Thankfully some calm and composed generalship from BP was forthcoming, as Wembley’s more adventurous halfbacks were called back into line to adjust for the smaller field. As the Wembley boys got their structure sorted, the team settled thanks to some confident presentation and consistently clean hands and disposal from Fev and Chairman Wal. With the initial panic settling down, Wembley was able to get back on somewhat even terms with a couple of their own on the scoreboard as a muggy first quarter came to an end.

To their credit, the Saints weren’t going to take anything lying down, even if conditions were perfect for a bit of an old bloke’s nap. Both sides had time to settle now and with Wembley’s attacking mids and wingers now reinforcing the backs, a contested arm wrestle broke out across the centre and half back lines, with Wembley consistently strangling the Saints efforts to use pace to break out and create the forward opportunities the Southern lads had enjoyed in the first quarter. With the increased pressure and contested ball, Wembley went on the counteroffensive, and began to link up with some much-improved usage by both foot and hand – the forwards were leading strongly and getting well served by hard running wings and mids that were in turn fed by the hard hitting rebounding of the backs. Continued efforts from the Saints kept things reasonably even leading up to half time, but it was clear Wembley was getting on top.

After half time, it was clear that the energy expended by both sides during the 2nd Quarter had taken a toll, but it was Wembley who’d arguably weathered the storm better. Where the 2nd Quarter had been a jostle, the 3rd was a see-sawing affair with moments of frenetic pace – Plonk’s amazing chase down tackle of a Saint looking to clear off half back was magnificent, Pistol held the line and fought off numerous Saints forays and counterattacked with intent whilst Gromit provided plenty of calm steadying composure in his play to ensure that Wembley threatened in the forward half for much of the 3rd quarter. Uni, BOM and Sarge would dice their way through Saints lines to regularly steady the ship (and did so all day), and DC’s ruck work through the centre was as reliable as it was relentless. The Southern boys were not done by a long shot, but Wembley had the best of the 3rd – Saints offensive forays were generally cut off or rebounded back with plenty of speed and spread on the Wembley counter. Where Plonk, Thackers, Mike Rowney and Sarge weren’t feeding turning attacks by Wattsie and Shane-o, then Uni, Fev and Jakey were keen to provide the service – with Prindi, Gromit and Wattsie weaving everywhere in the midst of that, Wembley looked ascendant.

At 3QT, the boys from Selby St may have been forgiven for thinking it was all done and dusted. Nothing doing. Their opponents had shown grit and guts all day, and the Sainters were not going to roll over now. They could detect a certain shift in the heavy air at Oval 3 and decided they were going to give it a red-hot go. With the Wembley side increasingly sore and fatigued from battling their opponents, not even some late reinforcements from our Supers and Seniors helping out could stem what was an all-out assault by the Southern Saints in the fourth quarter. The Wembley mids, wingers and backs were again under the pump as the Saints got their second wind and streamed forward either from centre bounces, or from transition out of their own half back line to open with a couple of unanswered goals. The match was in the balance. The heavens themselves heaved with anticipation. The Footy Gods demanded a demonstration of devotion as they considered whether to grant Wembley their grace – a ritual sacrifice, if you will. Surely enough, it was provided;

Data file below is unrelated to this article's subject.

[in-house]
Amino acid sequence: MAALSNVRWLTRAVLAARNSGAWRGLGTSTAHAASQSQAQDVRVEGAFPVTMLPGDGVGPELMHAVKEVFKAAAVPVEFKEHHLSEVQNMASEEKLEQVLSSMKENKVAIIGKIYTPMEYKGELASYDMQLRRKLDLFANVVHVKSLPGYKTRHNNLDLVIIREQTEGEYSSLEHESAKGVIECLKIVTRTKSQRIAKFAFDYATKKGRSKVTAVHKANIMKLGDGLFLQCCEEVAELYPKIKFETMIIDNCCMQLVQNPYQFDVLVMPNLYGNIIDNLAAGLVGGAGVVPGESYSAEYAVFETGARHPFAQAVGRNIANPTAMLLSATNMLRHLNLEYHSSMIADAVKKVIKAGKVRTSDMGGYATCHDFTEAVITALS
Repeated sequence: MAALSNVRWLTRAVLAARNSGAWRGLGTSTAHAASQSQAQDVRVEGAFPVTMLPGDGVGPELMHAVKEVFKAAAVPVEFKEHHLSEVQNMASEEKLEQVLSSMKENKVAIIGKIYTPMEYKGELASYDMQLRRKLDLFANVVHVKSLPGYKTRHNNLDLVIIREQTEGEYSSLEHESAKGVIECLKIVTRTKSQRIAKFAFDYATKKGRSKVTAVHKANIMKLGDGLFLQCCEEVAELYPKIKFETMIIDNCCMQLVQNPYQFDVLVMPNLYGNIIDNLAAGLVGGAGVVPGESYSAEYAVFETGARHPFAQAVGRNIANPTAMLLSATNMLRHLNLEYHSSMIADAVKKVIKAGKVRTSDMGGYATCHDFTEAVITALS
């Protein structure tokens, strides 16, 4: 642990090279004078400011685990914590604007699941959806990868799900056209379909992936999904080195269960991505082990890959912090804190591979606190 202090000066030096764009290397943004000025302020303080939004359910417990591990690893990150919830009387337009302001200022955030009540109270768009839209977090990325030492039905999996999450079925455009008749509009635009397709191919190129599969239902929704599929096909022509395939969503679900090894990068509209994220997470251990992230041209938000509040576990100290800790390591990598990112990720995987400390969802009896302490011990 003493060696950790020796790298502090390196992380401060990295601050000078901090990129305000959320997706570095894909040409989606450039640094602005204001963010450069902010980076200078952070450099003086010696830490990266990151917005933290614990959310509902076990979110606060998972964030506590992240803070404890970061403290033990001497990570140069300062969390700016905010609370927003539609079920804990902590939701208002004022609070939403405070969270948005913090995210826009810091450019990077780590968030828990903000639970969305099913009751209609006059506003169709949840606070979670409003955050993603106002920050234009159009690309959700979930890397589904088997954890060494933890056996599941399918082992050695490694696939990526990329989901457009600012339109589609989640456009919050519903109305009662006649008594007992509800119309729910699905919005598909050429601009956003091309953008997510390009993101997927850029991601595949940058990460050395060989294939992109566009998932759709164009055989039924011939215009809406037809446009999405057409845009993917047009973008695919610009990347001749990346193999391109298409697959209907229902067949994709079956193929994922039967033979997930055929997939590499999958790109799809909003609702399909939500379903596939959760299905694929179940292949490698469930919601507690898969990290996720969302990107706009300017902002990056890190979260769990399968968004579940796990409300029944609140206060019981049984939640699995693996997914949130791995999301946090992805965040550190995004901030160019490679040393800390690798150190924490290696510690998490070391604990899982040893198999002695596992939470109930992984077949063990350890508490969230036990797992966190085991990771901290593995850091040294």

Cometh the moment, cometh the man.

Thackers, provided the requisite courage, tenacity and forgetfulness about what happens to a body aged well into the forties, and duly sacrificed his hamstrings to the Footy Gods with an amazing chase down tackle on a Saints speedster who was otherwise clear to have a running shot on goal.

What followed may not have been divine intervention from pleased football deities, but it certainly proved a momentum swing. Some timely class from Chidz, Jakey, Fev and Uni provided a fantastic link-up entry into Shane-o and Sam for a brilliant late team goal and some strong leading and only a few minutes later, a great finish from BP after some hard work by Wembley’s wingers helped to stem the flow. Not to be outdone, Dozer ignored three reasonable down-the-line clearance options late in the game and fatefully decided on a cheeky switch over to Irish but forgot two things – firstly, the ground was arguably too small to be forgiving of the less-than-precise kicking that he’s infamous for, and secondly that Irish is only likely to actually mark a kick Dozer sends his way when said kick involves Irish sharking one on the goal line. The rest of the backs tried hard to clear up the howler on the returning ball, but the Saints forwards had strong hands and sent it in for the last major of the game.